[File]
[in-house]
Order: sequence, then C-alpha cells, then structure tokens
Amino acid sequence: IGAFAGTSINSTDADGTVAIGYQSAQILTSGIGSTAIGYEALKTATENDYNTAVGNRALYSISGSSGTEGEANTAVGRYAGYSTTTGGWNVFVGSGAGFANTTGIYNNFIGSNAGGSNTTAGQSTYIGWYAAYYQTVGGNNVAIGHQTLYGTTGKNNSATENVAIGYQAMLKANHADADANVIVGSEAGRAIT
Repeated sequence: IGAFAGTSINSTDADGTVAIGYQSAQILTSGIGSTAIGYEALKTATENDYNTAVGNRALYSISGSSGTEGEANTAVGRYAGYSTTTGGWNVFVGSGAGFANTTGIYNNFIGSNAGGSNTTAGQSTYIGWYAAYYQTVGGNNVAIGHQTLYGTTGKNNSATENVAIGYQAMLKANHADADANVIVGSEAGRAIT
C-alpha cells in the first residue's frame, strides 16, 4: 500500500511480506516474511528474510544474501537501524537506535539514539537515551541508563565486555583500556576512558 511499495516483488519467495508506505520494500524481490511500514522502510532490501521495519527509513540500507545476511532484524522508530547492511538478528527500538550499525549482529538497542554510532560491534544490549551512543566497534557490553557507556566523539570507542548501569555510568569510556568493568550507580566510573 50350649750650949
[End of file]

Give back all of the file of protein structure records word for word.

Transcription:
[in-house]
Order: sequence, then C-alpha cells, then structure tokens
Amino acid sequence: IGAFAGTSINSTDADGTVAIGYQSAQILTSGIGSTAIGYEALKTATENDYNTAVGNRALYSISGSSGTEGEANTAVGRYAGYSTTTGGWNVFVGSGAGFANTTGIYNNFIGSNAGGSNTTAGQSTYIGWYAAYYQTVGGNNVAIGHQTLYGTTGKNNSATENVAIGYQAMLKANHADADANVIVGSEAGRAIT
Repeated sequence: IGAFAGTSINSTDADGTVAIGYQSAQILTSGIGSTAIGYEALKTATENDYNTAVGNRALYSISGSSGTEGEANTAVGRYAGYSTTTGGWNVFVGSGAGFANTTGIYNNFIGSNAGGSNTTAGQSTYIGWYAAYYQTVGGNNVAIGHQTLYGTTGKNNSATENVAIGYQAMLKANHADADANVIVGSEAGRAIT
C-alpha cells in the first residue's frame, strides 16, 4: 500500500511480506516474511528474510544474501537501524537506535539514539537515551541508563565486555583500556576512558 511499495516483488519467495508506505520494500524481490511500514522502510532490501521495519527509513540500507545476511532484524522508530547492511538478528527500538550499525549482529538497542554510532560491534544490549551512543566497534557490553557507556566523539570507542548501569555510568569510556568493568550507580566510573 50350649750650949